Howard Hanna Jr. - President & Chairman of M. A. Hanna Company
11505 Lake Shore Boulevard
Howard Melville Hanna, Jr., was born on December 14, 1877, to Howard Melville and Kate Smith Hanna. Howard Sr. was the nephew of Mark Hanna, the president maker of the McKinley era. Howard’s two sisters lived in the next two houses east of the Hanna home.
Howard Jr. graduated from University School and then spent three years in the Sheffield Scientific School of Yale University.
In 1900, Hanna left college to become a clerk with the M. A. Hanna & Co. His activities with the company were varied. He took over dock operations. From there, he went to the development of iron ore properties. He was always active in the general business affairs of the company.
Late in 1922, M.A. Hanna Co. was incorporated, replacing M. A. Hanna & Co. Howard became the company’s first president. Hanna became chairman of the board in 1929.
Howard married his cousin, Jean Claire Hanna, in 1907. Jean was born on December 31, 1882, to Leonard and Fanny Hanna. Ohio law prohibited the marriage of first cousins, so the wedding took place in Thomasville, Georgia. Howard and Claire were playmates in childhood and remained devoted to each other. The match met with parental objection, but both were of age and wealthy in their own right. Howard and Claire had five children: Fannie (Bolton) born in 1907, Howard Melville III, born in 1909, Jean born in 1910, Kate Benedict (Bicknell), born on June 25, 1911, and Constance Clair, on August 12, 1913.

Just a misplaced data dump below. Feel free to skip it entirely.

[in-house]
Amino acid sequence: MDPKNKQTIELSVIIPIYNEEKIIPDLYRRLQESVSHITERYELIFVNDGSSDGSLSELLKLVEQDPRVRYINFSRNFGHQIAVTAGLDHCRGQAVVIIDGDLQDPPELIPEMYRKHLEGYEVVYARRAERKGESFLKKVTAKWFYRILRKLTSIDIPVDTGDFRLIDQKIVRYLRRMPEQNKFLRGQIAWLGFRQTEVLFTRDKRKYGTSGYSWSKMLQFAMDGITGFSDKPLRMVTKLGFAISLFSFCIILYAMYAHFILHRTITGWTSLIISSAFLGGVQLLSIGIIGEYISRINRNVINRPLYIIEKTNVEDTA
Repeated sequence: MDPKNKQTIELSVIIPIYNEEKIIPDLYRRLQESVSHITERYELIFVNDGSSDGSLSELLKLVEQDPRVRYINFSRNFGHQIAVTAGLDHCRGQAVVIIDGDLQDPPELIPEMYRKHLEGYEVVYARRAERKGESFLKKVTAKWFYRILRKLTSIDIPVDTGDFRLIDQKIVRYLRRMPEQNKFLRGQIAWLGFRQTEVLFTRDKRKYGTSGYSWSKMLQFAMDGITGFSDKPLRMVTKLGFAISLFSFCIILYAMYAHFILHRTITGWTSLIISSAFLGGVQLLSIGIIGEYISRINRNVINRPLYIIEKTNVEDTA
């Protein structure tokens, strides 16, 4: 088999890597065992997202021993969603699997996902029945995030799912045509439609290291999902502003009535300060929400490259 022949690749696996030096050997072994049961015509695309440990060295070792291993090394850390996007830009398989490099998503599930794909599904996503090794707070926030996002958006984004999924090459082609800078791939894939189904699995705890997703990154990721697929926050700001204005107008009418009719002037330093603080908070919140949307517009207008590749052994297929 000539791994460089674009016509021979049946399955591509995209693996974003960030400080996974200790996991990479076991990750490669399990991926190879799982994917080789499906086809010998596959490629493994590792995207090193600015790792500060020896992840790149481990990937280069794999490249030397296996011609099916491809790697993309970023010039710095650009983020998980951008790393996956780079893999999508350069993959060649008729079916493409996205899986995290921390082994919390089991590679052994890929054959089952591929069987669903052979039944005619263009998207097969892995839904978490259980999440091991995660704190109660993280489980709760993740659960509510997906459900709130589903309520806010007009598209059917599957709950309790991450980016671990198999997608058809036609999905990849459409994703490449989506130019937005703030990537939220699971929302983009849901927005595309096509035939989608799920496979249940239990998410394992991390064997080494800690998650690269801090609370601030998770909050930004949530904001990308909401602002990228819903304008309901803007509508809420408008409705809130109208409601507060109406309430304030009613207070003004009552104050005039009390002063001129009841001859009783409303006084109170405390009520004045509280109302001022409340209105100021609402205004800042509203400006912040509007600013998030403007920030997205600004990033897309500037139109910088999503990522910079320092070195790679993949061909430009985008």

In 1912, Hanna became a partner in M. A. Hanna Company. The partnership discontinued, and the M. A. Hanna Company was incorporated in 1922 with Howard Hanna Jr. as president and chairman in 1929. He also organized Standard Investment Company and the National Steel Company in 1929.
Hanna’s other business interests included being president of the Paint Creek Coal Mining Company, president of the Wakefield Iron Company, and vice-president of the Susquehanna Collieries Company. He was a member of the board and executive committee of the Republic Iron & Steel Company, director of the National Biscuit Company, Howe Sound Company, Kelly Island Lime and Transport Company, First National Bank, and a member of the executive committee of the Guardian Savings and Trust Company.
Howard Hanna was a quiet man who shunned publicity. He had a deep interest in medicine’s progress and was a trustee of the old Lakeside Hospital. When the hospital moved, Hanna continued as a trustee of University Hospitals. He was also a trustee of Western Reserve University.
In March 1945, Hanna came to Cleveland for the funeral of his sister, Gertrude Hanna Haskell. As he was preparing to return to his estate, Melrose Plantation, in Thomasville, Georgia, he took his chauffeur place to drive the car to the Cleveland Union Terminal to board a train for Georgia.
As Mr. Hanna put his foot on the starter, he suddenly fell forward over the wheel and died instantly. His chauffeur took him to Charity Hospital, where doctors pronounced him dead on March 17, 1945. The doctors attribute his death to coronary thrombosis. Associates said that he had not previously shown any signs of heart trouble.
Jean died on April 13, 1973, and was buried alongside Howard in Lake View Cemetery.